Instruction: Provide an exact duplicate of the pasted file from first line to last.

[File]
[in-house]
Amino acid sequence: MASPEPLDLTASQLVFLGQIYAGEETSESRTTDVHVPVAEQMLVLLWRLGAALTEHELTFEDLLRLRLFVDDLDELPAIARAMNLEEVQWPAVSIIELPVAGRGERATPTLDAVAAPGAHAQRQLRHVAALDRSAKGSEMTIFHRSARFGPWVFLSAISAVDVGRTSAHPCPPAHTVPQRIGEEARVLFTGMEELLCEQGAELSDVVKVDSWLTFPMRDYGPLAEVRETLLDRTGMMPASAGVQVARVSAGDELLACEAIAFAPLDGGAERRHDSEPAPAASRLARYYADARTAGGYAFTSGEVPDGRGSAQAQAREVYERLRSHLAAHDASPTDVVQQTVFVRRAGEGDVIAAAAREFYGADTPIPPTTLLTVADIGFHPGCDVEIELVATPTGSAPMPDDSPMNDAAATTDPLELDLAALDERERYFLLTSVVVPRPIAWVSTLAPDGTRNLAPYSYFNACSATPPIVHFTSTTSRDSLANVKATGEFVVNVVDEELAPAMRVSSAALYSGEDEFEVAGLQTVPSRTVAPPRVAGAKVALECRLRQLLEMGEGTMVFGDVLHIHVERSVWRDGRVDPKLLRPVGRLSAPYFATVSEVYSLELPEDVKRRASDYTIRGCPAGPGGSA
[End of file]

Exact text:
[in-house]
Amino acid sequence: MASPEPLDLTASQLVFLGQIYAGEETSESRTTDVHVPVAEQMLVLLWRLGAALTEHELTFEDLLRLRLFVDDLDELPAIARAMNLEEVQWPAVSIIELPVAGRGERATPTLDAVAAPGAHAQRQLRHVAALDRSAKGSEMTIFHRSARFGPWVFLSAISAVDVGRTSAHPCPPAHTVPQRIGEEARVLFTGMEELLCEQGAELSDVVKVDSWLTFPMRDYGPLAEVRETLLDRTGMMPASAGVQVARVSAGDELLACEAIAFAPLDGGAERRHDSEPAPAASRLARYYADARTAGGYAFTSGEVPDGRGSAQAQAREVYERLRSHLAAHDASPTDVVQQTVFVRRAGEGDVIAAAAREFYGADTPIPPTTLLTVADIGFHPGCDVEIELVATPTGSAPMPDDSPMNDAAATTDPLELDLAALDERERYFLLTSVVVPRPIAWVSTLAPDGTRNLAPYSYFNACSATPPIVHFTSTTSRDSLANVKATGEFVVNVVDEELAPAMRVSSAALYSGEDEFEVAGLQTVPSRTVAPPRVAGAKVALECRLRQLLEMGEGTMVFGDVLHIHVERSVWRDGRVDPKLLRPVGRLSAPYFATVSEVYSLELPEDVKRRASDYTIRGCPAGPGGSA